When Rev. Bolling picks up the discussion later, he addresses the connection between a theory (like critical race theory) and a concrete experience (like the criminal justice system, which disproportionately punishes people of color). He compares it to the theory of gravity and a child’s ice cream falling on the floor. Whether or not you are willing to discuss the theory of gravity, the effect of gravity happens: ice cream on the floor, inedible. We can refuse to discuss CRT, but it is just describing an actual experience people are having in the world. With or without the theory, the experience remains.

The panel’s discussion here met a need for me and I am thankful for it.

Coming next: On the U.S. prison system and the church

Why study history?

For Christians who advocate for racial justice, understanding a Biblical perspective on justice is essential. It’s also complicated, and ongoing, and sometimes controversial.

So I was intrigued when Lutherans for Racial Justice hosted a panel discussion in response to the Netflix documentary 13th in early December. The panel discussed several issues related to criminal justice and racial justice from their perspective as Lutheran Christians.

The discussion is over an hour long, so over three days this week I’m going to post a short description of one portion of the discussion I found helpful. Each post will have a link to the video that starts at the relevant point. (The video above will start from the beginning of the discussion.)

  • Today: On the value of learning history
  • Wednesday: On Critical Race Theory
  • Friday: On the U.S. prison system and the church

On the value of learning history

What do you know about Black history in America? What do you know about the role of the church during Civil Rights? For most of us the answer is, “Not much.” Does that matter?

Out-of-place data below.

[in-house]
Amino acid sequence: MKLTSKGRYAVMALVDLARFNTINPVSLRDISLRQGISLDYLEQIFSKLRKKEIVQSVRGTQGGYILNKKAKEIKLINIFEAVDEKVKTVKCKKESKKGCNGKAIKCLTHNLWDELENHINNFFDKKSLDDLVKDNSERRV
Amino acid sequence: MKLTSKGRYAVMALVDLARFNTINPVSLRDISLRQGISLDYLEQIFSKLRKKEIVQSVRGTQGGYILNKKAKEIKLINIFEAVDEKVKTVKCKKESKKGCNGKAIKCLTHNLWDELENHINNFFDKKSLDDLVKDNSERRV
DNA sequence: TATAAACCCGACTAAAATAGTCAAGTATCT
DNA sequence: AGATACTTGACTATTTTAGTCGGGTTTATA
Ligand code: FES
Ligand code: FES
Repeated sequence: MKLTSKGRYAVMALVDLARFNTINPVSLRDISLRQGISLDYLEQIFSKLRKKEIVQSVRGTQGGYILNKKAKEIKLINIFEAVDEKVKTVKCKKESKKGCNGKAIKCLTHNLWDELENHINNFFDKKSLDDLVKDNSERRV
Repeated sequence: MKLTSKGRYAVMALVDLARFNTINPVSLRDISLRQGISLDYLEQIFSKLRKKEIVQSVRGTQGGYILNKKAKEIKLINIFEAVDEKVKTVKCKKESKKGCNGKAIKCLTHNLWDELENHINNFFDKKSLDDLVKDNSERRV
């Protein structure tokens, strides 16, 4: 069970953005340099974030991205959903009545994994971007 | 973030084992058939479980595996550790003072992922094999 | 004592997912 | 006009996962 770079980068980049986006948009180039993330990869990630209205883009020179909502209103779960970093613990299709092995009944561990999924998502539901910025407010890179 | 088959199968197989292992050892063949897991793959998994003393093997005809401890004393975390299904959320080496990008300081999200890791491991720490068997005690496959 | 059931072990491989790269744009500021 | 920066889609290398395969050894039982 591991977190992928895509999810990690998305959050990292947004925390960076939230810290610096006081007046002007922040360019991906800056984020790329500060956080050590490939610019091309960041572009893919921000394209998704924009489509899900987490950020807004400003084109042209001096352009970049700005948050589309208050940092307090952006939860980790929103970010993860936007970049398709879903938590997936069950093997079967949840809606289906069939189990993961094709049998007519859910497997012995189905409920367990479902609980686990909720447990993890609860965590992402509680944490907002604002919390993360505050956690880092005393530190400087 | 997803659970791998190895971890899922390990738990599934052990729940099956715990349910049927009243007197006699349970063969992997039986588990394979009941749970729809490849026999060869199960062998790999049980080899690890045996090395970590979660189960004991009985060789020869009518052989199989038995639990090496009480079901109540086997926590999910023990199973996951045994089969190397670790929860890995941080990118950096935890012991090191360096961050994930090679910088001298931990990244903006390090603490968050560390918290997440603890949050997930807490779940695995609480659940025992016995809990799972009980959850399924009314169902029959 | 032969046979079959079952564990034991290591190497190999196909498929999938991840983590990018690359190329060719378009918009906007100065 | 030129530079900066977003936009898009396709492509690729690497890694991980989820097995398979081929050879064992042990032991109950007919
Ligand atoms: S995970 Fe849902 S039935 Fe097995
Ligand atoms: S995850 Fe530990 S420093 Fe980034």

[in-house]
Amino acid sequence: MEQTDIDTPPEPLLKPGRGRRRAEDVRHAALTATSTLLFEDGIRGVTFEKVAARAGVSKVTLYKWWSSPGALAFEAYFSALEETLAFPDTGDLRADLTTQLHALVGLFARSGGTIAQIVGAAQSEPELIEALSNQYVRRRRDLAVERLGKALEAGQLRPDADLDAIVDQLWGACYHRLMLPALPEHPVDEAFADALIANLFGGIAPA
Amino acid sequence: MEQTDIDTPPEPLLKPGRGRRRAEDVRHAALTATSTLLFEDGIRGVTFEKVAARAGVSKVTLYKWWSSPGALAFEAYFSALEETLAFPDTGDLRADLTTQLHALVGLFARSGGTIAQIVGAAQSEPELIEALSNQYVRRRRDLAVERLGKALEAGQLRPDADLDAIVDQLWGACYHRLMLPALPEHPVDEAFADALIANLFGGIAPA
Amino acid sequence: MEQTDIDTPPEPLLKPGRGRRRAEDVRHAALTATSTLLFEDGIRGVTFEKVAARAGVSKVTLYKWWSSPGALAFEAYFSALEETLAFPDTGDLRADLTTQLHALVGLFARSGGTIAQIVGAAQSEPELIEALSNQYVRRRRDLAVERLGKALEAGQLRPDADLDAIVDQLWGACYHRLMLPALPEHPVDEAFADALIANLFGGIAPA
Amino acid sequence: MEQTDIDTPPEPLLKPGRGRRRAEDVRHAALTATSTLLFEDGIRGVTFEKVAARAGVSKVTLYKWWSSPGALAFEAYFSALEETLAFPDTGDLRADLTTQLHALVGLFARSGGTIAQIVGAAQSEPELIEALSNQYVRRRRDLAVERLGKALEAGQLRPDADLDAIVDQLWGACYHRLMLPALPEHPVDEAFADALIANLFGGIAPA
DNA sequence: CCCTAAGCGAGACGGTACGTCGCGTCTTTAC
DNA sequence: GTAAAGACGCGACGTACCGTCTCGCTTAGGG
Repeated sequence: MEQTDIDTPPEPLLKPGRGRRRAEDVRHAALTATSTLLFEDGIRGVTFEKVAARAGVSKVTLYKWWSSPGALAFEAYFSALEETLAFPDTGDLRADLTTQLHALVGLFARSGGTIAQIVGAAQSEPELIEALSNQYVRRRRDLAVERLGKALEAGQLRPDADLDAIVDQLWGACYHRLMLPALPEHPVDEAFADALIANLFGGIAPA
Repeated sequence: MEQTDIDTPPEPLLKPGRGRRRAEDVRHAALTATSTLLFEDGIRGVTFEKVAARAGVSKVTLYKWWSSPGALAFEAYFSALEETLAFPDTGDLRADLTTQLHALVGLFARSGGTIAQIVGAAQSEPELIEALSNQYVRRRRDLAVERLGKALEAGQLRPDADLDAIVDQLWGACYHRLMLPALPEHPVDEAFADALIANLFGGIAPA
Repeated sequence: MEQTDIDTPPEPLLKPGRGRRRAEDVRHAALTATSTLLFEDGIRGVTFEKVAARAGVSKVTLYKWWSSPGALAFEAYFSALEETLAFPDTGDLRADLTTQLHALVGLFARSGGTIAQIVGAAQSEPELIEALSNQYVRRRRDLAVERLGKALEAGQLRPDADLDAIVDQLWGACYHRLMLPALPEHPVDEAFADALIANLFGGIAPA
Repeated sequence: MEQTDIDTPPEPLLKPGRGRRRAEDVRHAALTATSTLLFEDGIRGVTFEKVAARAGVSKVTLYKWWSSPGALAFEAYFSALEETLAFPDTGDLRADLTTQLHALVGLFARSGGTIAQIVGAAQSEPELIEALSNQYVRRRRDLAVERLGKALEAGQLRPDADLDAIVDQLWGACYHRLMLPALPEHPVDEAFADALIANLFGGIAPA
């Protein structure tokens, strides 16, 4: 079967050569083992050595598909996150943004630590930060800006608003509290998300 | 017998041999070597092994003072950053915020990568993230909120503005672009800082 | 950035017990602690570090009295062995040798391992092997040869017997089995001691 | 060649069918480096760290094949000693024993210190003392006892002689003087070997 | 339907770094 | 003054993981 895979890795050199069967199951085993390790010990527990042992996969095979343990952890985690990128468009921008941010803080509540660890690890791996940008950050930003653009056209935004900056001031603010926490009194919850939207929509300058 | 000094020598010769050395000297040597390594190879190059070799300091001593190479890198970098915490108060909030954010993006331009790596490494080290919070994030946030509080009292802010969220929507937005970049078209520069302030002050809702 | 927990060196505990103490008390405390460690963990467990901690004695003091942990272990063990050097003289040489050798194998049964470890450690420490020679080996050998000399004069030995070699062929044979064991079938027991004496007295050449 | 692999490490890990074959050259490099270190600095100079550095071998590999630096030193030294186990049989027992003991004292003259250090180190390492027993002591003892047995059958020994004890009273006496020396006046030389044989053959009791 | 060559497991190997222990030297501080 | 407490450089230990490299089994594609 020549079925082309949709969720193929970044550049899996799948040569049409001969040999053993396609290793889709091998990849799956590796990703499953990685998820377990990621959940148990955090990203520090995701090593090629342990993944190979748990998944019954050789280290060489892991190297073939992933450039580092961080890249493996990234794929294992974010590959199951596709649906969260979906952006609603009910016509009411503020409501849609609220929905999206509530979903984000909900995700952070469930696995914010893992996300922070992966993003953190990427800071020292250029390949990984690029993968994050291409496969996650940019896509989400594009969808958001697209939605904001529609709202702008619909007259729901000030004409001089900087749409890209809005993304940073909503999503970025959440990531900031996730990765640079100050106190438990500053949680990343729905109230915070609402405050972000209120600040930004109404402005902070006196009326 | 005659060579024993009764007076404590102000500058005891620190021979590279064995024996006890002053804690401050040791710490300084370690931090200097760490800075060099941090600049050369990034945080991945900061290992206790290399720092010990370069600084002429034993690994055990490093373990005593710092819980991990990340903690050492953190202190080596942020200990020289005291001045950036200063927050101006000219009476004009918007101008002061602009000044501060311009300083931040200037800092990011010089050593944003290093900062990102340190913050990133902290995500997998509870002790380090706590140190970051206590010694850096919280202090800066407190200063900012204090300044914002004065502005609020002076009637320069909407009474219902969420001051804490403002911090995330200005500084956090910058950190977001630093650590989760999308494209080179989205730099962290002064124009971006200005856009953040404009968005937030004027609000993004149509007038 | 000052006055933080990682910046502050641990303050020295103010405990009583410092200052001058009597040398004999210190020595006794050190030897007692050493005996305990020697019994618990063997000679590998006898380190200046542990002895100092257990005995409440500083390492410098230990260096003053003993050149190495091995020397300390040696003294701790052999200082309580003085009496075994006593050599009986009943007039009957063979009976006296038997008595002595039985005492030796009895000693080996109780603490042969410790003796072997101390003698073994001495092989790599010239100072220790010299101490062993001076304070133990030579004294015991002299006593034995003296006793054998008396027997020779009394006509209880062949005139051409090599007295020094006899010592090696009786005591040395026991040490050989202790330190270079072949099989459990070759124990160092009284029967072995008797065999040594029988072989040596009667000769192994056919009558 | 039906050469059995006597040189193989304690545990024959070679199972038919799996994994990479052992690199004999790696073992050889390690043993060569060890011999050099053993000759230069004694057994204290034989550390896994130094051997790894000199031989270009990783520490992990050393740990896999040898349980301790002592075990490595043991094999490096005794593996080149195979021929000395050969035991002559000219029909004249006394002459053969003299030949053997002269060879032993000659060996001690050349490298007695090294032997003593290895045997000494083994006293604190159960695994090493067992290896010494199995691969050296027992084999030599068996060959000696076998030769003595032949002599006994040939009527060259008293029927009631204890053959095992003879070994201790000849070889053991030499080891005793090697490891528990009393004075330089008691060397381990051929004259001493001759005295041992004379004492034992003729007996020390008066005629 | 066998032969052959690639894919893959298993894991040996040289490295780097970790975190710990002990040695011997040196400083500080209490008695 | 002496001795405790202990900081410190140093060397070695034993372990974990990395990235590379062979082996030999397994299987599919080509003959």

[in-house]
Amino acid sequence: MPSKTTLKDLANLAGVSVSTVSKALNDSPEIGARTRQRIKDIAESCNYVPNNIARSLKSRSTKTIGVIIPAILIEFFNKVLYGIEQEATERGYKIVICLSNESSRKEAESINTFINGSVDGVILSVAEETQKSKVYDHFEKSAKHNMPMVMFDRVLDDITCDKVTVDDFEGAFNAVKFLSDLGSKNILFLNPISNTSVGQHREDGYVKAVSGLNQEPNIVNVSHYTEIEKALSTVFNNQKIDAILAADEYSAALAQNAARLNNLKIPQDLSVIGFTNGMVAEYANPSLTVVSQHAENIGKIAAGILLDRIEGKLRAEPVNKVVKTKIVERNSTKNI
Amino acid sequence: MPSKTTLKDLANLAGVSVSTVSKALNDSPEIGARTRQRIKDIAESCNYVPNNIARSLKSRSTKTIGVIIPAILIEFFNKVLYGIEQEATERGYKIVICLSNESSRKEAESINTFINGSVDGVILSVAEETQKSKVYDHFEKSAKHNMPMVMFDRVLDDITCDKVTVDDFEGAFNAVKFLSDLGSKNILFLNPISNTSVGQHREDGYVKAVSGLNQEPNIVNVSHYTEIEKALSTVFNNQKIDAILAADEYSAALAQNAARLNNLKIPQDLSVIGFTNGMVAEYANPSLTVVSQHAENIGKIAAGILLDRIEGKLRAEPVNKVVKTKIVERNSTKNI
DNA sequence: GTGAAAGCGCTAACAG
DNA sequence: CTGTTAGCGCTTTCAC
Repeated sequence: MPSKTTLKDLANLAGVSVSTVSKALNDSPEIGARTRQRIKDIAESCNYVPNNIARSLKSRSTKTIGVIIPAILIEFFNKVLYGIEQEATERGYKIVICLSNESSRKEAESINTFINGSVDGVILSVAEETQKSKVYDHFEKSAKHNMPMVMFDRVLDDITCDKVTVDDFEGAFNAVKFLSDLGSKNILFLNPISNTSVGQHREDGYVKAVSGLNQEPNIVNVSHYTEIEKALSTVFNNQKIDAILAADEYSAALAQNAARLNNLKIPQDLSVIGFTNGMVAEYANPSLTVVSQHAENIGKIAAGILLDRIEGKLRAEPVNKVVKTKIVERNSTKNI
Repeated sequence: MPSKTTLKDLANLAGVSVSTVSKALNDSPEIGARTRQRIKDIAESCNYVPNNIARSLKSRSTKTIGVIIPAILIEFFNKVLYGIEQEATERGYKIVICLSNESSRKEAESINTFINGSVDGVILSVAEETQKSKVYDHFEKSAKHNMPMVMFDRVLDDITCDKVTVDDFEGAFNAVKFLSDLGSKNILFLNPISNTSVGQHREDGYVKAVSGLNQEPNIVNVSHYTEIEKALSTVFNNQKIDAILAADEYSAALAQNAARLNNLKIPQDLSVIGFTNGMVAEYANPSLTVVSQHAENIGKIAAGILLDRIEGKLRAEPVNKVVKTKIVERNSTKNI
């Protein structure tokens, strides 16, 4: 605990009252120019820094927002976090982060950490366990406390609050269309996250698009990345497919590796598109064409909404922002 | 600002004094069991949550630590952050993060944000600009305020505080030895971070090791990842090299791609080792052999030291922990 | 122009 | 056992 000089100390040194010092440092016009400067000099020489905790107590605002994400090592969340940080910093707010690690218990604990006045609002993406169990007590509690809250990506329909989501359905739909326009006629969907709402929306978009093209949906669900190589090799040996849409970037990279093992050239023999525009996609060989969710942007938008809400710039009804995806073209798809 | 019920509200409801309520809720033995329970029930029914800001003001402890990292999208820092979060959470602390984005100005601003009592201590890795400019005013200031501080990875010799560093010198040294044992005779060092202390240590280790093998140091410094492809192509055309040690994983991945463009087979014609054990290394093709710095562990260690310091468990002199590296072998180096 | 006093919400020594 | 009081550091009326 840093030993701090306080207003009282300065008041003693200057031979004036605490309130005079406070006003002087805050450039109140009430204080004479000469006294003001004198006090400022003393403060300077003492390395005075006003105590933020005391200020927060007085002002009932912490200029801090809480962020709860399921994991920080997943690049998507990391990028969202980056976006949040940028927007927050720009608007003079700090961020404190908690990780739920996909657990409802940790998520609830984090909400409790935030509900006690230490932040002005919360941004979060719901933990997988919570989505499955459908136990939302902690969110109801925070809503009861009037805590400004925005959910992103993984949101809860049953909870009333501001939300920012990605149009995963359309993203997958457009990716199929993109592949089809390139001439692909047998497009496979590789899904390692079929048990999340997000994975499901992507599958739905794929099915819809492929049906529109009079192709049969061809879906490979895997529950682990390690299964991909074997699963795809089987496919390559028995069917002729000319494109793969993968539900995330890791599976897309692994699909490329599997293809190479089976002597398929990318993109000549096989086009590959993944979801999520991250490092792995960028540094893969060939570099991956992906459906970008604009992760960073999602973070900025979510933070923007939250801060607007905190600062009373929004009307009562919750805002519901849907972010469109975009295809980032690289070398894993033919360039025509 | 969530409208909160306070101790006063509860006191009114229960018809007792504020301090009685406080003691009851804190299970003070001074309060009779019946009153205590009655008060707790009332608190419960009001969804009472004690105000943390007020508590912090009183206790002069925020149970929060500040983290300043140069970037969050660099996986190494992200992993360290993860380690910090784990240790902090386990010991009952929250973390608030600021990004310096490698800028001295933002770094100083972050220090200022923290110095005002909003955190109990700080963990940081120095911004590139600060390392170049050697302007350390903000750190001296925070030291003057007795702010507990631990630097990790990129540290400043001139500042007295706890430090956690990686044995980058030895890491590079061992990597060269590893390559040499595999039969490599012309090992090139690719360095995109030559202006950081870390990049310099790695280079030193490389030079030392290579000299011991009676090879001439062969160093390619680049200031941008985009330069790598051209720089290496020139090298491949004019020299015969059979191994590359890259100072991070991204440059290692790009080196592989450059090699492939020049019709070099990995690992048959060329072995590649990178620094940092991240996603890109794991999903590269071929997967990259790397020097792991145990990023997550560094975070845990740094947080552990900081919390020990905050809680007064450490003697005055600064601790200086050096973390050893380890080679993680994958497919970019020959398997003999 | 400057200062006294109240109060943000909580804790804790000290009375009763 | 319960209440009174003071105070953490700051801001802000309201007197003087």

Why is understanding the history and experience of Black Americans important?

Our denomination is predominantly White, and we need to make a concerted effort to learn Black history. Rev. Lattimore shows us that this is a need that was identified by our church body more than 50 years ago. In 1968, seminary president J.A.O. Preus wrote that, “the white majority in our Lutheran Churches needs to listen very carefully to what [our Lutheran negro clergymen are saying]… because we need to give to the black man in our churches a position of dignity and equality, which he feels (and probably rightly) that he has not heretofore enjoyed.” (The Springfielder, Summer, 1968)

Dr. Koehlinger talks about the church’s role in the Civil Rights movement and points out that, although we prefer to remember the ways the church supported freedom and dignity, our history is more complicated: for abolition AND for slavery; supporting racial integration AND supporting Jim Crow laws.

Taking an honest account of the church’s role in the struggle for racial justice is essential to moving forward as agents of true hope. God can’t use us to bring healing if we do not acknowledge our complicity with sin. A study of The Color of Compromise, beginning January 11, is one way to do that. Registration is open until Friday, January 8. Find the details here.

LRJ Panel members – Rev. Kyle Blake, Rev. Dr. Gerard Bolling, Dr. Amy Koehlinger, Rev. Warren Lattimore, Chaplain Lorinda Schwarz, and attorney Jacq Wilson.

Coming Wednesday: LRJ Panel On Critical Race Theory